Bridport Town Council has published three options for the future governance of the town, including a preferred proposal for a merger of four parishes into a single council for the built area of the town, with the aim of improving local democracy and local services.
A review of parish boundaries announced by Dorset Council in August invites town and parish councils to submit proposals for changes to electoral boundaries, numbers of councillors, and other aspects of local governance. Bridport Town Council’s submission will be considered at its Full Council meeting on 21 September and if approved will make the case for bringing together the existing parishes of Allington, Bothenhampton & Walditch, Bradpole, the new Foundry Lea (Vearse Farm) development and Bridport into a single council area.
Leader of Bridport Town Council, Cllr Dave Rickard said “Since the existing town and parish councils were created in 1974, Bridport and three surrounding parishes have gradually coalesced into a single urban area, and now is the right time to consider whether it is right for them all to remain separately governed. Many of the services enjoyed by residents across the area are already provided by Bridport Town Council, but people living in some parts of the town such as Allington, Bothenhampton, and Bradpole, have no say in what is provided and are not asked to contribute to the cost of those services. Added to that, the creation of a new unitary Dorset Council and the difficulties that the parish councils face in attracting councillors to stand for election, make local government feel very distant from many residents. Our proposals will offer greater democracy and accountability, better public services, fairer funding, and a stronger voice for Bridport, without affecting people’s local identity.”
Key elements of the proposal include:
- A single town council area incorporating most of the existing parishes of Allington, Bothenhampton & Walditch, Bradpole and Bridport;
- A total of 20 councillors, compared with 44 at present across the four parishes;
- Wards within the new council area based on local identity, with five wards representing Bradpole, Bothenhampton & Walditch, Bridport Central, Bridport West & Allington, and West Bay;
- Inclusion of the Foundry Lea (Vearse Farm) development into the single council area; and
- Pymore village becoming part of Symondsbury parish, reflecting its rural setting separate from the urban area.
Cllr Rickard said “The changes will build on the success of the Town Council as one of the larger councils in Dorset, resulting in locals being elected as ward members to represent their areas but with vastly improved in-house organisation and expertise, officers and staff to support problem-solving and projects. Ward committees will more effectively be able to solve problems which, hitherto, had to be passed to another authority to rectify. We will also look at ways of protecting very local influence and traditional identity, perhaps through village-based community groups with a specific function of ensuring that the needs of the traditional villages are not subsumed but enhanced by the realignment. Other advantages could be that local halls and other community assets currently owned by the parish councils come under the Town Council’s established maintenance regime and could benefit from our recent creation of the Bridport Communities Trust, to secure their preservation and maintenance for community benefit.”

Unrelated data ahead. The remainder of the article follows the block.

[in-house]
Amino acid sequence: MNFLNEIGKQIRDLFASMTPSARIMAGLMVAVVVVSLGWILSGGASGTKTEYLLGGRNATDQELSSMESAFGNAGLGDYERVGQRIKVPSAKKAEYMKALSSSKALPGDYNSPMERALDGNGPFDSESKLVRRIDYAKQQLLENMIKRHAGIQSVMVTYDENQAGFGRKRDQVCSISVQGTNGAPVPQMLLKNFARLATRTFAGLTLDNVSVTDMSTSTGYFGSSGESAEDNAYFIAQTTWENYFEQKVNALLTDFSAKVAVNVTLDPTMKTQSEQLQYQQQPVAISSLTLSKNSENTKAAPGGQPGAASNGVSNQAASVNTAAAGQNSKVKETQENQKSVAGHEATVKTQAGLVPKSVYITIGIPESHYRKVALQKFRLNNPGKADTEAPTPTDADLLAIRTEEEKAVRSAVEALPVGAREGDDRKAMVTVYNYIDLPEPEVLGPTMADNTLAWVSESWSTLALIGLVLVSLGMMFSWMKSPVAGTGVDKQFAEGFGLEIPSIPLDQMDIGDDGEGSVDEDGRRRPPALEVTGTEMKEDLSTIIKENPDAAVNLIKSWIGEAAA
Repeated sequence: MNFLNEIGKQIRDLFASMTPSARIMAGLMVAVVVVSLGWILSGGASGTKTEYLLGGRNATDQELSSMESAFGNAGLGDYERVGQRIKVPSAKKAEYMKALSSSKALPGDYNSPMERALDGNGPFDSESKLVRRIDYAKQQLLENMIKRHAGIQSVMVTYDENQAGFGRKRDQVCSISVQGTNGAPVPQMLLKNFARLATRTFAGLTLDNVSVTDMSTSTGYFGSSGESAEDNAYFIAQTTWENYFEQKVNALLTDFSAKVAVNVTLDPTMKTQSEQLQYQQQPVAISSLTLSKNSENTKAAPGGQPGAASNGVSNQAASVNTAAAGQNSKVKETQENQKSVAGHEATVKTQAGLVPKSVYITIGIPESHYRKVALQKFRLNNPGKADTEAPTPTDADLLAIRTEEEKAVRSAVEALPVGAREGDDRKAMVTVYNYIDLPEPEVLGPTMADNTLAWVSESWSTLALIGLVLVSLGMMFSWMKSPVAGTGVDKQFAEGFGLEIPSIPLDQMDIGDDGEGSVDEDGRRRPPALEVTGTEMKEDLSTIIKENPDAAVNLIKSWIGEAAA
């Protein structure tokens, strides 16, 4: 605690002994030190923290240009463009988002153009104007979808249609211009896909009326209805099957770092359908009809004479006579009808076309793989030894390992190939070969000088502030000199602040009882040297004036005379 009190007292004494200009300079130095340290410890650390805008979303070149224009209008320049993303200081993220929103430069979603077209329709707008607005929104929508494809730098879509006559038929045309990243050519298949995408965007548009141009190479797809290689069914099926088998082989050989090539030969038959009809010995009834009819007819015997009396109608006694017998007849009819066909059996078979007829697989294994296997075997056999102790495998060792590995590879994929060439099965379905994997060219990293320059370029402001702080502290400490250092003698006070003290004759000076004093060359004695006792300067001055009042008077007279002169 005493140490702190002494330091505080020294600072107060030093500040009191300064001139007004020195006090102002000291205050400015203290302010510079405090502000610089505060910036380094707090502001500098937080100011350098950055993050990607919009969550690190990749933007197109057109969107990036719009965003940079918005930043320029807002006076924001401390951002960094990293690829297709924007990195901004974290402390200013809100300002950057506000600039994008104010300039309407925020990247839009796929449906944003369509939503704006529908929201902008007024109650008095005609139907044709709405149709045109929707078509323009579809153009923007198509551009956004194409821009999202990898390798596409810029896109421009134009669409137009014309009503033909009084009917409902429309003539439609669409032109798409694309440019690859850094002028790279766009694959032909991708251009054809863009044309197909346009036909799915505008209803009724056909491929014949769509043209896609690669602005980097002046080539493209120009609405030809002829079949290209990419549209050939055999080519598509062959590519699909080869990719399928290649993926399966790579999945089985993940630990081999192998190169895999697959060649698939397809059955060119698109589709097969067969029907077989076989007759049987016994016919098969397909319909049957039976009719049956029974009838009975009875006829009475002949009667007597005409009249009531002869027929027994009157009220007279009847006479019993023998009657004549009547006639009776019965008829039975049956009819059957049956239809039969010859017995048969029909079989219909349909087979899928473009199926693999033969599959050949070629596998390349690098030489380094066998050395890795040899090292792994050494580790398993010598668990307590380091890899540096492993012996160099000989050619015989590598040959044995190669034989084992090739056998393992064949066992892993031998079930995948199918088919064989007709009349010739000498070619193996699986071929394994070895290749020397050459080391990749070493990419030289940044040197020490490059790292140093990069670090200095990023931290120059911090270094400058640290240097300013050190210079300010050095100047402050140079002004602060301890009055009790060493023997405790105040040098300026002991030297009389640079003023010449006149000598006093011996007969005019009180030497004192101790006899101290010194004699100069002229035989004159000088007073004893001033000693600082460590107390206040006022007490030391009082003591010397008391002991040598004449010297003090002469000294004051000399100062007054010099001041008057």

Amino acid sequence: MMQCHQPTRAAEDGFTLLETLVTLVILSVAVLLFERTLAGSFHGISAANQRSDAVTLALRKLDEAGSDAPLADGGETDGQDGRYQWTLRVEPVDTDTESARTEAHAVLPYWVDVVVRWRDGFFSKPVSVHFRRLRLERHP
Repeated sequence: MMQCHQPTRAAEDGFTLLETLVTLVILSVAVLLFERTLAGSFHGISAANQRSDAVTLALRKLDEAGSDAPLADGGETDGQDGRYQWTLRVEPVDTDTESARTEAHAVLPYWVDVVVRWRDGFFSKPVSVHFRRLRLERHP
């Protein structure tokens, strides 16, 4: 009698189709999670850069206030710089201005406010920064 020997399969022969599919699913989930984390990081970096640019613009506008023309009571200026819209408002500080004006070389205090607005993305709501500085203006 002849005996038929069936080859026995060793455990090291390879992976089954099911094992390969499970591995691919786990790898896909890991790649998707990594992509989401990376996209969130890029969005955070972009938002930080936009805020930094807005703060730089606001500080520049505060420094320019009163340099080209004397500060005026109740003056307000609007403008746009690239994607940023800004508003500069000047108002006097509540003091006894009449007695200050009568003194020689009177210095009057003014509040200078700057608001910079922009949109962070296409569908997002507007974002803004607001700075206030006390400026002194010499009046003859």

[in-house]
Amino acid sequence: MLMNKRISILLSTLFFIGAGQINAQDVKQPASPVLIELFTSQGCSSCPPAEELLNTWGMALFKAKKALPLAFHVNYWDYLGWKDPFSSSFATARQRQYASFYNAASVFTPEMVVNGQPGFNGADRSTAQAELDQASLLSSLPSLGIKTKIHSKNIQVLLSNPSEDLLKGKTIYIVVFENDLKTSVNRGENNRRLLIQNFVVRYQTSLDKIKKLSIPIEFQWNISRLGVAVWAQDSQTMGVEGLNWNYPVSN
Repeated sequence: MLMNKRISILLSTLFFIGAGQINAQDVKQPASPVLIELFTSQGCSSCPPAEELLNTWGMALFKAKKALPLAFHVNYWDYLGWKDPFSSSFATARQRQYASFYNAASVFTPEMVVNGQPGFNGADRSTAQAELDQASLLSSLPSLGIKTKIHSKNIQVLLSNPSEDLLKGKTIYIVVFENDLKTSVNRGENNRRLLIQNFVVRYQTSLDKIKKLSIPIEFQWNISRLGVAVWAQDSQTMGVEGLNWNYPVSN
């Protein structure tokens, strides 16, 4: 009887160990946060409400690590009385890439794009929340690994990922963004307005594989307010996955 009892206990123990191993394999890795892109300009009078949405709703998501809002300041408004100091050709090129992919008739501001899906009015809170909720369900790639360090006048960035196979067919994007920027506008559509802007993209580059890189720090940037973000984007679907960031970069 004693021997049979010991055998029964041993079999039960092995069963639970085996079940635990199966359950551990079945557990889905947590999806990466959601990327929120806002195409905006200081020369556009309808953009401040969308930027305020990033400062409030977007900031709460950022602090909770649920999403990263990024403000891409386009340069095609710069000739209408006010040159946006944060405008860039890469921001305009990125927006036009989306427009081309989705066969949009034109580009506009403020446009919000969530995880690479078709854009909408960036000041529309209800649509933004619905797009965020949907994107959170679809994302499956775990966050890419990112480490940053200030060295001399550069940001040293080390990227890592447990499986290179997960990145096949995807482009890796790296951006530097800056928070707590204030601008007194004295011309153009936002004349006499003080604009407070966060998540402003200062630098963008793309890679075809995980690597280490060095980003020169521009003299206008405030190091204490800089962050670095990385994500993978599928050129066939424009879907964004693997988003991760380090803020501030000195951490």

Town Mayor Cllr Ian Bark said “During my term as Mayor – strictly speaking for Bridport parish only – I have been asked to get involved in events and issues that affect all of the surrounding parishes and I get a strong sense of a wider ‘Bridport’ community, even in areas with their own local identity. I think we can be stronger together and hope that people will support the proposals.”
Town Clerk Will Austin said “It’s not my place to be saying what should and shouldn’t happen as a result of the review but I do have a role in promoting the democratic process. At the last election in 2019 there were 44 seats up for election across the four parishes, but the current arrangements meant that only 34 seats were filled. That does suggest there is room for improvement. I would strongly encourage residents to come to our meeting on 21 September and give their views and ideas to help address this.”
Bridport councillors will decide their preferred options, but Dorset Council will determine whether proposed changes meet national guidance and deliver a legal model for governance. Dorset Council’s recommendations are expected in December, and final outcomes would take effect from the elections in May 2024.
The Town Council will meet virtually at 7pm on Tuesday 21 June, and joining details can be found at https://www.bridport-tc.gov.uk/wp-content/uploads/2021/09/A-21-09-21.pdf. For those without internet access, a limited number of people will be able to join the Town Clerk to participate, by prior arrangement only. Please call 01308 456722 or email firstname.lastname@example.org to arrange.
Dorset Council’s review of community governance launched on 5 August and is open for public comment until 28 October, with decisions expected by May 2022. For more information and to submit comments, visit https://www.dorsetcouncil.gov.uk/w/community-governance-review. The Town Council’s draft submission to the review is available at https://www.bridport-tc.gov.uk/wp-content/uploads/2021/09/21-09-21-Draft-CGR-Submission-ENCL-3658.pdf.